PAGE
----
American library books » Other » The Striker by Clive Cussler (ebook reader web TXT) 📕

Read book online «The Striker by Clive Cussler (ebook reader web TXT) 📕».   Author   -   Clive Cussler



1 2 3 4 5 6 7 8 9 10 ... 81
Go to page:

DIRK PITT® ADVENTURES BY CLIVE CUSSLER

Poseidon’s Arrow

(WITH DIRK CUSSLER)

Crescent Dawn

(WITH DIRK CUSSLER)

Arctic Drift

(WITH DIRK CUSSLER)

Treasure of Khan

(WITH DIRK CUSSLER)

Black Wind

(WITH DIRK CUSSLER)

Trojan Odyssey

Valhalla Rising

Atlantis Found

Flood Tide

Shock Wave

Inca Gold

Sahara

Dragon

Treasure

Cyclops

Deep Six

Pacific Vortex!

Night Probe!

Vixen 03

Shock Wave

Raise the Titanic!

Iceberg

The Mediterranean Caper

FARGO ADVENTURES BY CLIVE CUSSLER

WITH THOMAS PERRY

The Tombs

WITH GRANT BLACKWOOD

The Kingdom

Lost Empire

Spartan Gold

ISAAC BELL NOVELS BY CLIVE CUSSLER

The Thief

(WITH JUSTIN SCOTT)

The Race

(WITH JUSTIN SCOTT)

The Spy

(WITH JUSTIN SCOTT)

The Wrecker

(WITH JUSTIN SCOTT)

The Chase

KURT AUSTIN ADVENTURES BY CLIVE CUSSLER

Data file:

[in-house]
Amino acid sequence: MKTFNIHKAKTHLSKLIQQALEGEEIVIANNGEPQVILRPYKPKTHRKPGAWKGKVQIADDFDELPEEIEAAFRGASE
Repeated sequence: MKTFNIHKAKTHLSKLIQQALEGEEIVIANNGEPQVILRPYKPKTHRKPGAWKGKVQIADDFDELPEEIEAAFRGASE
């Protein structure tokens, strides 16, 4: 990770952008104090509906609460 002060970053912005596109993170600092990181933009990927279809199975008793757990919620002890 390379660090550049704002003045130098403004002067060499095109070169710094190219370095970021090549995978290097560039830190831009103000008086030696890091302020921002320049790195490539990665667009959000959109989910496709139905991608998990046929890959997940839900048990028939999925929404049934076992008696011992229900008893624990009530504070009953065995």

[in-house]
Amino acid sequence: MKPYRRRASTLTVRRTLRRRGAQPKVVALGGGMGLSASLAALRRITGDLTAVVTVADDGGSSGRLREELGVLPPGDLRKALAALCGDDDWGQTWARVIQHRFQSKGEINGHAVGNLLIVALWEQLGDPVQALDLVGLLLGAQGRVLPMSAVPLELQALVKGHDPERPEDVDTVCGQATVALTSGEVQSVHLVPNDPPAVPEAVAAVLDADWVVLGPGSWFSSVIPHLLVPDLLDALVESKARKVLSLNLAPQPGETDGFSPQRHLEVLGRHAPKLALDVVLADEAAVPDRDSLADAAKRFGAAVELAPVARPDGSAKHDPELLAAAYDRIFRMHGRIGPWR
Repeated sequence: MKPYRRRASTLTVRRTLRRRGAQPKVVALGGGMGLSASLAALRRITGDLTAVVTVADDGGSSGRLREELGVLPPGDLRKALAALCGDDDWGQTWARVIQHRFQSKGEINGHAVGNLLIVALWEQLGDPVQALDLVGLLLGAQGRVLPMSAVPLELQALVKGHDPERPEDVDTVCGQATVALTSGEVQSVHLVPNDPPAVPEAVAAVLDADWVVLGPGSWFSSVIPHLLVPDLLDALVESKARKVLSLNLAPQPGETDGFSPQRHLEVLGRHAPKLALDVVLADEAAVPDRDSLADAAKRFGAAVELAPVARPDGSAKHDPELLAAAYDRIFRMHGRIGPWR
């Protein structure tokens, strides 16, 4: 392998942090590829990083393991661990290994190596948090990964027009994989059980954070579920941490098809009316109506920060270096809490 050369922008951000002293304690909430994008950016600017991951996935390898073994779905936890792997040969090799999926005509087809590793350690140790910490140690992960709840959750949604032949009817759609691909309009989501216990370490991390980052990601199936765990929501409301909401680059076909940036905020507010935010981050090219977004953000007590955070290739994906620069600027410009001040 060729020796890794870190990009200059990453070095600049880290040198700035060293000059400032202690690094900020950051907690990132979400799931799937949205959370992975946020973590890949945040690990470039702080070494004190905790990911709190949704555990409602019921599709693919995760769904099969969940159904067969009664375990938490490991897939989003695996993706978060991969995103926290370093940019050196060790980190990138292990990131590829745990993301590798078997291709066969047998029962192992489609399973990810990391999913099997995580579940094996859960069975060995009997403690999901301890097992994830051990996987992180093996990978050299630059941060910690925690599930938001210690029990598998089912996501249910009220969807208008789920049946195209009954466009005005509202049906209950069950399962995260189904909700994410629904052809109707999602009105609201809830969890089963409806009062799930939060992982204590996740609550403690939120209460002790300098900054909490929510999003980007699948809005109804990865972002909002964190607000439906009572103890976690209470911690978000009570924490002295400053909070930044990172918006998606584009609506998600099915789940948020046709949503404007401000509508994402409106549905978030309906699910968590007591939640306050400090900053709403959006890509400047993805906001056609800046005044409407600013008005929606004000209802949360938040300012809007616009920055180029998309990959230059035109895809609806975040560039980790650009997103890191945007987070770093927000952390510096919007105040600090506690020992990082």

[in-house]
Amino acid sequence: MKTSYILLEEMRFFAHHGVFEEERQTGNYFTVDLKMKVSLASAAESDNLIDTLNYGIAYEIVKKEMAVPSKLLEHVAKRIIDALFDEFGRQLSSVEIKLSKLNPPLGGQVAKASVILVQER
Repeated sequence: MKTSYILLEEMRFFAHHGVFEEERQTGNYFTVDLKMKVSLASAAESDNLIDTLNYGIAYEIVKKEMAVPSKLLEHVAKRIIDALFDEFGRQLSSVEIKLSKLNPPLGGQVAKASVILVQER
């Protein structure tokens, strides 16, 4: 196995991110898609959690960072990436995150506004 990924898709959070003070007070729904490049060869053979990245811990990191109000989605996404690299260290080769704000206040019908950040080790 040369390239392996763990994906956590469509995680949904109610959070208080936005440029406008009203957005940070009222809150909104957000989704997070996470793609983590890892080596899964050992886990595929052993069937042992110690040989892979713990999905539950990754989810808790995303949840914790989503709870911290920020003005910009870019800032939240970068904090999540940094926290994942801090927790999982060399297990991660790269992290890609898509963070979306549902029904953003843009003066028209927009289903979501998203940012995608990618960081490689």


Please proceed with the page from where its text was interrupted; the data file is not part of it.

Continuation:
WITH GRAHAM BROWN

The Storm

Devil’s Gate

WITH PAUL KEMPRECOS

Medusa

White Death

The Navigator

Fire Ice

Polar Shift

Blue Gold

Lost City

Serpent

OREGON FILES ADVENTURES BY CLIVE CUSSLER

WITH JACK DU BRUL

The Jungle

The Silent Sea

Corsair

Plague Ship

Skeleton Coast

Dark Watch

WITH CRAIG DIRGO

Golden Buddha

Sacred Stone

NONFICTION BY CLIVE CUSSLER

Built for Adventure: The Classic Automobiles of Clive Cussler and Dirk Pitt®

WITH CRAIG DIRGO

The Sea Hunters

The Sea Hunters II

Clive Cussler and Dirk Pitt Revealed

G. P. PUTNAM’S SONS

Publishers Since 1838

Published by the Penguin Group

Penguin Group (USA) Inc., 375 Hudson Street,

New York, New York 10014, USA

USA • Canada • UK • Ireland • Australia

New Zealand • India • South Africa • China